Starting in 2016, on-grid tariffs for solar producers will be 0.02 to 0.10 yuan lower per kilowatt-hour – with the higher cuts applying in the country’s less populated, arid western region – while tariffs for wind power generators will fall 0.02 to 0.03 yuan, the National Development and Reform Commission said in a statement. The cuts, which were expected, are in line with a 0.03 yuan cut on Wednesday to on-grid tariffs for thermal power. Coal still fires more than 70 percent of China’s power generation.
China will cut payments to wind and solar electricity generators for contributing power to the grid, the country’s state planning commission said on Thursday, reflecting recent declines in operating costs.
“This is positive for rooftop solar,” said Rosie Pidcock, senior business development manager at UGE International, a New York-headquartered rooftop solar developer operating in China, noting the biggest impact would fall on utility-scale developers, who have mainly built solar farms in the country’s west.
The cost of installing panels was still set to fall in 2016, Pidcock said, and the cuts were not enough to push companies into the red.
China is trying to reduce its dependence on fossil fuels that are contributing to choking smog. The city of Beijing declared two pollution “red alerts” this fall.
Local governments have also been increasing the subsidies that solar producers have come to rely on, particularly in the country’s eastern half, where solar has struggled to take off.
The city of Beijing added a local subsidy for “distributed solar” – which includes rooftop and other small installations under 20 megawatts – in August, while surrounding Hebei province, the country’s biggest steel-producing region and heavy coal user, added one earlier this month. Shanghai also instituted a loan program for distributed solar this month.
China failed to meet ambitious targets for solar power last year, and re-doubled its efforts this year, calling for 23.1 gigawatts of new solar farm capacity to be installed. Less than half that was installed by end-Sept.
The country’s wind power capacity reached 113.3 GW at end-November, up from 95.8 GW last year, although in the first half of 2015, 15.2 percent of the power generated was wasted.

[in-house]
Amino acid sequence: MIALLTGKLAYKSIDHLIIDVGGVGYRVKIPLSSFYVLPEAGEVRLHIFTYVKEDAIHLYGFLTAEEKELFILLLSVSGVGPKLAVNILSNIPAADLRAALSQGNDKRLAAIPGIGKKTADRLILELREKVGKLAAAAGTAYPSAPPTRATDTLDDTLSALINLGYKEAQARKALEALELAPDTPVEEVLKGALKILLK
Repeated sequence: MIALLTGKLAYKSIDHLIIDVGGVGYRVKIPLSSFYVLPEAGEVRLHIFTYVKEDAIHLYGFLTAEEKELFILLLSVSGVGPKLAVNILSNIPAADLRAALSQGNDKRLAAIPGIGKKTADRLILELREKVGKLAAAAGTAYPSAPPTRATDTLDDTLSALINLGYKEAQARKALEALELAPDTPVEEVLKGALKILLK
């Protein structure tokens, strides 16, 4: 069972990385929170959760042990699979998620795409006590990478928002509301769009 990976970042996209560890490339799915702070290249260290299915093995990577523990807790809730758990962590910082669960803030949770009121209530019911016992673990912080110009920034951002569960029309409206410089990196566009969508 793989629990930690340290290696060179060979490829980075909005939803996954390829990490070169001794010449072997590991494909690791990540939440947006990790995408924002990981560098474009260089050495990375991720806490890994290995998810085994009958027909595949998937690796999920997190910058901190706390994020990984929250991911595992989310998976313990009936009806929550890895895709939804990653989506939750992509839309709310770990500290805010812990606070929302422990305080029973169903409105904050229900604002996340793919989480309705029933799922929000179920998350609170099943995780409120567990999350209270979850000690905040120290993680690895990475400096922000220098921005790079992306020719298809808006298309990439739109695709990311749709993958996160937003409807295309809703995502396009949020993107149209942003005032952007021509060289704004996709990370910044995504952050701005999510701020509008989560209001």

China will reduce benchmark on-grid price of onshore wind power and photovoltaic (PV) power generated electricity to promote a sound environment for the green energy industry, the country’s top economic planner said Thursday.
The benchmark price of onshore wind power in the first, second and third grade resource areas will be reduced by 0.02 yuan (less than one cent) in 2016 and 0.03 yuan in 2018, the National Development and Reform Commission (NDRC) said in an online statement.
The price in a fourth grade resource areas will be cut by 0.01 yuan and 0.02 yuan in 2016 and 2018, respectively, said the NDRC.
Resource area grades identify the amount of a certain resource produced in a region and help determine the price for such products. A first grade resource area would produce the most and hence generally have cheaper prices. Wind power grades range from first to fourth, while PV power ranges from first to third.
The benchmark price of PV power in the first grade resource area will be reduced by 0.1 yuan in 2016. The second and third grade resource areas will be reduced by 0.07 yuan and 0.02 yuan respectively.
The move is aimed to promote effective new energy investment and a sustainable and sound development of renewable energy industry, according to the NDRC.
The State Council released an action plan on energy development for 2014-2020 in November, promising more efficient, self-sufficient, green and innovative energy production and consumption.
By the end of 2020, China aims to increase non-fossil energy to 15 percent of total primary energy consumption and raise the share of renewable energy in production.